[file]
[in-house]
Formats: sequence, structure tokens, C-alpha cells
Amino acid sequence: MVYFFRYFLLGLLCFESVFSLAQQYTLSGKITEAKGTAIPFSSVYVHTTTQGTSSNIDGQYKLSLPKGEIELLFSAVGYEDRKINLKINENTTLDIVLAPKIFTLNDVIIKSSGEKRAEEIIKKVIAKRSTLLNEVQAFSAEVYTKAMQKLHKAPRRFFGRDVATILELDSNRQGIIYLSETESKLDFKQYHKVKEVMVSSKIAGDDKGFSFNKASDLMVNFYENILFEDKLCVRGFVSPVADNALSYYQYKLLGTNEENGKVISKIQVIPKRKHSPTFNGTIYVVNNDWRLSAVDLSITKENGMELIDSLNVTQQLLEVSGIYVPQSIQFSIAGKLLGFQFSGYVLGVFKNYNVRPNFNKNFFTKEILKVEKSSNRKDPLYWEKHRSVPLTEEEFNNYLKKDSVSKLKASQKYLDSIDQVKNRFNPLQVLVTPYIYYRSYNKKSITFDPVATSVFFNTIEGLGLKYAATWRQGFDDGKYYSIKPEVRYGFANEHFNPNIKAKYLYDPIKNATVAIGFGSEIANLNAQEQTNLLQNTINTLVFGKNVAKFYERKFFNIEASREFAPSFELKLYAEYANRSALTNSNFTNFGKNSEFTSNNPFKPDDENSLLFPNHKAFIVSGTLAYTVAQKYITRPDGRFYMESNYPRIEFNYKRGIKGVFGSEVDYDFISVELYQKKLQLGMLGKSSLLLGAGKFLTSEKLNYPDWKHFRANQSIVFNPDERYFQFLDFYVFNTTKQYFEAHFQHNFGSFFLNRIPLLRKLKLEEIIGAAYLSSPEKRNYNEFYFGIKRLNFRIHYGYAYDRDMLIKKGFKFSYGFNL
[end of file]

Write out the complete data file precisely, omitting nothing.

[in-house]
Formats: sequence, structure tokens, C-alpha cells
Amino acid sequence: MVYFFRYFLLGLLCFESVFSLAQQYTLSGKITEAKGTAIPFSSVYVHTTTQGTSSNIDGQYKLSLPKGEIELLFSAVGYEDRKINLKINENTTLDIVLAPKIFTLNDVIIKSSGEKRAEEIIKKVIAKRSTLLNEVQAFSAEVYTKAMQKLHKAPRRFFGRDVATILELDSNRQGIIYLSETESKLDFKQYHKVKEVMVSSKIAGDDKGFSFNKASDLMVNFYENILFEDKLCVRGFVSPVADNALSYYQYKLLGTNEENGKVISKIQVIPKRKHSPTFNGTIYVVNNDWRLSAVDLSITKENGMELIDSLNVTQQLLEVSGIYVPQSIQFSIAGKLLGFQFSGYVLGVFKNYNVRPNFNKNFFTKEILKVEKSSNRKDPLYWEKHRSVPLTEEEFNNYLKKDSVSKLKASQKYLDSIDQVKNRFNPLQVLVTPYIYYRSYNKKSITFDPVATSVFFNTIEGLGLKYAATWRQGFDDGKYYSIKPEVRYGFANEHFNPNIKAKYLYDPIKNATVAIGFGSEIANLNAQEQTNLLQNTINTLVFGKNVAKFYERKFFNIEASREFAPSFELKLYAEYANRSALTNSNFTNFGKNSEFTSNNPFKPDDENSLLFPNHKAFIVSGTLAYTVAQKYITRPDGRFYMESNYPRIEFNYKRGIKGVFGSEVDYDFISVELYQKKLQLGMLGKSSLLLGAGKFLTSEKLNYPDWKHFRANQSIVFNPDERYFQFLDFYVFNTTKQYFEAHFQHNFGSFFLNRIPLLRKLKLEEIIGAAYLSSPEKRNYNEFYFGIKRLNFRIHYGYAYDRDMLIKKGFKFSYGFNL